Journal article

Long-term effects of young-adult methamphetamine on dorsal raphe serotonin systems in mice: Role of brain-derived neurotrophic factor

Mauricio Sepulveda, Elizabeth E Manning, Andrea Gogos, Matthew Hale, Maarten van den Buuse

BRAIN RESEARCH | ELSEVIER | Published : 2021


To assess the long-term effects of chronic adolescent methamphetamine (METH) treatment on the serotonin system in the brain, we used serotonin-1A receptor (5-HT1A) and serotonin transporter (SERT) autoradiography, and quantitative tryptophan-hydroxylase 2 (TPH2) immunohistochemistry in the raphe nuclei of mice. Because of the modulatory role of brain-derived neurotrophic factor (BDNF) on the serotonin system and the effects of METH, we included both BDNF heterozygous (HET) mice and wildtype (WT) controls. Male and female mice of both genotypes were treated with an escalating METH dose regimen from the age of 6-9 weeks. At least two weeks later, acute locomotor hyperactivity induced by a 5 mg..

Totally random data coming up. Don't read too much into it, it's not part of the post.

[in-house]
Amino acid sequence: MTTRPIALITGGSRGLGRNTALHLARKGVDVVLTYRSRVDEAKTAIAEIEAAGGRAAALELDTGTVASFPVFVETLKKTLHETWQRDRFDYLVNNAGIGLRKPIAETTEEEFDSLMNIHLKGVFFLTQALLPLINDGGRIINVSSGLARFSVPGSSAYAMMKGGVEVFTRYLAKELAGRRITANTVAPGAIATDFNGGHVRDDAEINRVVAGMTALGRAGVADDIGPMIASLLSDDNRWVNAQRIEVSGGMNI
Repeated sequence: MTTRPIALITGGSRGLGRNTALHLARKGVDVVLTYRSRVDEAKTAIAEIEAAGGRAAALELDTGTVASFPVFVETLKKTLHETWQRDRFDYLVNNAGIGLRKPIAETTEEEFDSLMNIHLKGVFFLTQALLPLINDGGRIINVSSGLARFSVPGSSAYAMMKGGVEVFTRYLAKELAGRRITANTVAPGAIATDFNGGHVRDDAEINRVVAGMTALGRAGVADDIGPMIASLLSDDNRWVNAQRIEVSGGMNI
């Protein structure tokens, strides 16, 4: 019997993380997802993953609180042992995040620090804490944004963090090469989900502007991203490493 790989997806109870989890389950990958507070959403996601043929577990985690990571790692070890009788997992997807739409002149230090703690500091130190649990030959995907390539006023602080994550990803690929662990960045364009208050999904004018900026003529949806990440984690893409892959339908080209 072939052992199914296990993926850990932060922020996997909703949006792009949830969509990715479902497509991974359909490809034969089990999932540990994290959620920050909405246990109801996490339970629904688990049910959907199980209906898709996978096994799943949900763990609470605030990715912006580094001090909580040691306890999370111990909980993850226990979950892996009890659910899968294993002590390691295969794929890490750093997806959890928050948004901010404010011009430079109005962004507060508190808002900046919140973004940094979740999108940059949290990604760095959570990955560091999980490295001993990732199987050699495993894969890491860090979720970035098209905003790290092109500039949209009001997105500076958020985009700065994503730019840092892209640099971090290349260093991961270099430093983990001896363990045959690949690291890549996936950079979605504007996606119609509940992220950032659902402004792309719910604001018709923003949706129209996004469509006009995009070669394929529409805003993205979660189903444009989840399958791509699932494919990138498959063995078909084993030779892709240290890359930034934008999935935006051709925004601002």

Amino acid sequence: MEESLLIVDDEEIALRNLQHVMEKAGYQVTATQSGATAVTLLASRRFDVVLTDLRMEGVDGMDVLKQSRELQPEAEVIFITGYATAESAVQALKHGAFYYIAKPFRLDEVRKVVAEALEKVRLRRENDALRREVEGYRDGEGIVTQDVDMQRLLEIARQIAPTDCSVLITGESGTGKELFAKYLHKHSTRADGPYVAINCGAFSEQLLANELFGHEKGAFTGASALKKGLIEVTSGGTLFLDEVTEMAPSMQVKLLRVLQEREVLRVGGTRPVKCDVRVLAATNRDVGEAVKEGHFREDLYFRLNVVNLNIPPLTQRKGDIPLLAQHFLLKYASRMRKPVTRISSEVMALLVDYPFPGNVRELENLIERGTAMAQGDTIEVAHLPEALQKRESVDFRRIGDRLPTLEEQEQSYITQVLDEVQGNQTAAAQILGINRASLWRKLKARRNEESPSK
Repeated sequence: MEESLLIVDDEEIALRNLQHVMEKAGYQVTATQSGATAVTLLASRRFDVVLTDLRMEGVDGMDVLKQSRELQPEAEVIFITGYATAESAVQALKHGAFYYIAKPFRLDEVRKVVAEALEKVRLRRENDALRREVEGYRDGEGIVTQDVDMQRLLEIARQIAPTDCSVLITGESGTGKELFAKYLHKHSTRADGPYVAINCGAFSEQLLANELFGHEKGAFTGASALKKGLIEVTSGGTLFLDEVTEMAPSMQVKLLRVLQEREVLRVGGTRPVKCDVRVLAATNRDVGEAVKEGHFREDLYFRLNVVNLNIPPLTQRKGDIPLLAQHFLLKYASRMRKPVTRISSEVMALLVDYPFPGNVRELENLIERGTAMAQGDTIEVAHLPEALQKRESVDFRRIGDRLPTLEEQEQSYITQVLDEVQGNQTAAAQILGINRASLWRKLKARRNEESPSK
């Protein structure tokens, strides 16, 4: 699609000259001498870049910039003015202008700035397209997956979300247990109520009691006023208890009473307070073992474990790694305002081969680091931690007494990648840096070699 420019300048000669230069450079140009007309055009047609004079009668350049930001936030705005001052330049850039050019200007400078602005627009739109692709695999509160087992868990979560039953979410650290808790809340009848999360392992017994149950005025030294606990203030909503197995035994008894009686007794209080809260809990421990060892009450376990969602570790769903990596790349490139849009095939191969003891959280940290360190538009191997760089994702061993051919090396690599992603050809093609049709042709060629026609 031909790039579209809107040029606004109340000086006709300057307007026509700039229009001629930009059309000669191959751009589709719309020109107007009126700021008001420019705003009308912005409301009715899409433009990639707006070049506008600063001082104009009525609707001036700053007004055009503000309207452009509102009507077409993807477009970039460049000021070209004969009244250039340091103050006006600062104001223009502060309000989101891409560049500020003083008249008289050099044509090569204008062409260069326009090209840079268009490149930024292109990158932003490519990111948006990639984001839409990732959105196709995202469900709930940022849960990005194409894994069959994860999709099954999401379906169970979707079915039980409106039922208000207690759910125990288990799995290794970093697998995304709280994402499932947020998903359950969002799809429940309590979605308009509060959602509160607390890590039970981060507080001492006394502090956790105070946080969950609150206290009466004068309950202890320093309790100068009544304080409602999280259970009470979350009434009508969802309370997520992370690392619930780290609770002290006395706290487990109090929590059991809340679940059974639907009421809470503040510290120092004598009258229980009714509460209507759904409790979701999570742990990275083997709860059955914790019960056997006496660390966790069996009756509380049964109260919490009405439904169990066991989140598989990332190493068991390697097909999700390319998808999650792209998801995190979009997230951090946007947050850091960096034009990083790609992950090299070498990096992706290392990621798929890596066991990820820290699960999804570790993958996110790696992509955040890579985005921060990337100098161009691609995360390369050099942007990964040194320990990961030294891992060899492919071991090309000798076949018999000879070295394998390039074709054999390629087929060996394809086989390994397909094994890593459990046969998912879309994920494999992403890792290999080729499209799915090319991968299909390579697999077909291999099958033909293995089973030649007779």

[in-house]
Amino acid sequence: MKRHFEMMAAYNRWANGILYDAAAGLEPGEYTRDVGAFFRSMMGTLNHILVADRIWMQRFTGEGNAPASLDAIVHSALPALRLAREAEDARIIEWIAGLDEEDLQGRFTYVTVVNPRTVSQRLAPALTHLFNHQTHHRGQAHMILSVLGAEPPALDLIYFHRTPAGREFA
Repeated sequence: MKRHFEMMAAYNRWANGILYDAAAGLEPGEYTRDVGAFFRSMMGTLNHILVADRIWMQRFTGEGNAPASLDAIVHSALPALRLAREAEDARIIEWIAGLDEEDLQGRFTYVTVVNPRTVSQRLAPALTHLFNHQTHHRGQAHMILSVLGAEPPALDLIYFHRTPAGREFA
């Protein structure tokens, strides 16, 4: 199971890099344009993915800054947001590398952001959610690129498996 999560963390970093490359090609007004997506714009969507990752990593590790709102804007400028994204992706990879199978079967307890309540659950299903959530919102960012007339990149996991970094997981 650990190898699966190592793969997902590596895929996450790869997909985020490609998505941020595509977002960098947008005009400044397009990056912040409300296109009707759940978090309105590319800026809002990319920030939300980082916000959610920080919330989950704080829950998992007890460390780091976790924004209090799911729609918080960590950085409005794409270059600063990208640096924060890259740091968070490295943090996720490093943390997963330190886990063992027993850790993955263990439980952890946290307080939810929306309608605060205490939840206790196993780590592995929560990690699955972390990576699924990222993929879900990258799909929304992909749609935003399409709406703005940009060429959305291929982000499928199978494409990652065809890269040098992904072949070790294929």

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Awarded by National Health and Medical Research Council of Australia

Funding Acknowledgements

This research was part-funded by the National Health and Medical Research Council of Australia (AG CDF 1108098, MvdB SRF 1041895). MS and EM were supported by Australian Postgraduate Awards. The Florey Institute of Neuroscience and Mental Health acknowledges the funding from the Victorian Government's Operational Infrastructure Support. These funding sources had no role in the study design, the collection, analysis and interpretation of the data, the writing of this report, or the decision to submit the article for publication. The authors have no conflicts of interest to disclose.